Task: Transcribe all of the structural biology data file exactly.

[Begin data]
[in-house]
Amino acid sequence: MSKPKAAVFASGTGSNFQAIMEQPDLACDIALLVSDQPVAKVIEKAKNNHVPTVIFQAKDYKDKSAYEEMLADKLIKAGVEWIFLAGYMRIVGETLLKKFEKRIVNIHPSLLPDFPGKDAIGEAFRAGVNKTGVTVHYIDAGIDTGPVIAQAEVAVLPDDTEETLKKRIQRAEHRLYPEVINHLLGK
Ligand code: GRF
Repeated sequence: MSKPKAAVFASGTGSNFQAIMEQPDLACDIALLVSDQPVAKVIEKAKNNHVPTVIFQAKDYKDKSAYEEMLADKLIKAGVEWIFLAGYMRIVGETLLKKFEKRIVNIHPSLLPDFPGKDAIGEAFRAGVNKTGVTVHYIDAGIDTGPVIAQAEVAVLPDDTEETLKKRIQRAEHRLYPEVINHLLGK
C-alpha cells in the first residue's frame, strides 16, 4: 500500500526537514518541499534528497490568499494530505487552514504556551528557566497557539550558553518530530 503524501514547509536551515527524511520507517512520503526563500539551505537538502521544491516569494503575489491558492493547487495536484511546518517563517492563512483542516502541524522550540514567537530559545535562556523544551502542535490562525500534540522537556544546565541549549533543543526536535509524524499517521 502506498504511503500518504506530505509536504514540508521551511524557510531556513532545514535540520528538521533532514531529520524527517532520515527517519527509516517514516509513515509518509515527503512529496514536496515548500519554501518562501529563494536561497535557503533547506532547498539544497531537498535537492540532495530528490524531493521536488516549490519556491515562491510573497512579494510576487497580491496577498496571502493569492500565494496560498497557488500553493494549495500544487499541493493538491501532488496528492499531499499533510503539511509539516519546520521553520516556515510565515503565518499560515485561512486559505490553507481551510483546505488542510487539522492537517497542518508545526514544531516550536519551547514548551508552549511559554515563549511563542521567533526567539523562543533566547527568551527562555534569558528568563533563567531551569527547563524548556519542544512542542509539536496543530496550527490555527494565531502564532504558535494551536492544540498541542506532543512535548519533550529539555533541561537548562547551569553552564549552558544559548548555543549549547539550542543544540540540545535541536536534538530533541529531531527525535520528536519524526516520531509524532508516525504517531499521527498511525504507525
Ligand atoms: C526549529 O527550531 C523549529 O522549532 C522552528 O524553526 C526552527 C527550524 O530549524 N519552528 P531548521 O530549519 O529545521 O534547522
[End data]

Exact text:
[in-house]
Amino acid sequence: MSKPKAAVFASGTGSNFQAIMEQPDLACDIALLVSDQPVAKVIEKAKNNHVPTVIFQAKDYKDKSAYEEMLADKLIKAGVEWIFLAGYMRIVGETLLKKFEKRIVNIHPSLLPDFPGKDAIGEAFRAGVNKTGVTVHYIDAGIDTGPVIAQAEVAVLPDDTEETLKKRIQRAEHRLYPEVINHLLGK
Ligand code: GRF
Repeated sequence: MSKPKAAVFASGTGSNFQAIMEQPDLACDIALLVSDQPVAKVIEKAKNNHVPTVIFQAKDYKDKSAYEEMLADKLIKAGVEWIFLAGYMRIVGETLLKKFEKRIVNIHPSLLPDFPGKDAIGEAFRAGVNKTGVTVHYIDAGIDTGPVIAQAEVAVLPDDTEETLKKRIQRAEHRLYPEVINHLLGK
C-alpha cells in the first residue's frame, strides 16, 4: 500500500526537514518541499534528497490568499494530505487552514504556551528557566497557539550558553518530530 503524501514547509536551515527524511520507517512520503526563500539551505537538502521544491516569494503575489491558492493547487495536484511546518517563517492563512483542516502541524522550540514567537530559545535562556523544551502542535490562525500534540522537556544546565541549549533543543526536535509524524499517521 502506498504511503500518504506530505509536504514540508521551511524557510531556513532545514535540520528538521533532514531529520524527517532520515527517519527509516517514516509513515509518509515527503512529496514536496515548500519554501518562501529563494536561497535557503533547506532547498539544497531537498535537492540532495530528490524531493521536488516549490519556491515562491510573497512579494510576487497580491496577498496571502493569492500565494496560498497557488500553493494549495500544487499541493493538491501532488496528492499531499499533510503539511509539516519546520521553520516556515510565515503565518499560515485561512486559505490553507481551510483546505488542510487539522492537517497542518508545526514544531516550536519551547514548551508552549511559554515563549511563542521567533526567539523562543533566547527568551527562555534569558528568563533563567531551569527547563524548556519542544512542542509539536496543530496550527490555527494565531502564532504558535494551536492544540498541542506532543512535548519533550529539555533541561537548562547551569553552564549552558544559548548555543549549547539550542543544540540540545535541536536534538530533541529531531527525535520528536519524526516520531509524532508516525504517531499521527498511525504507525
Ligand atoms: C526549529 O527550531 C523549529 O522549532 C522552528 O524553526 C526552527 C527550524 O530549524 N519552528 P531548521 O530549519 O529545521 O534547522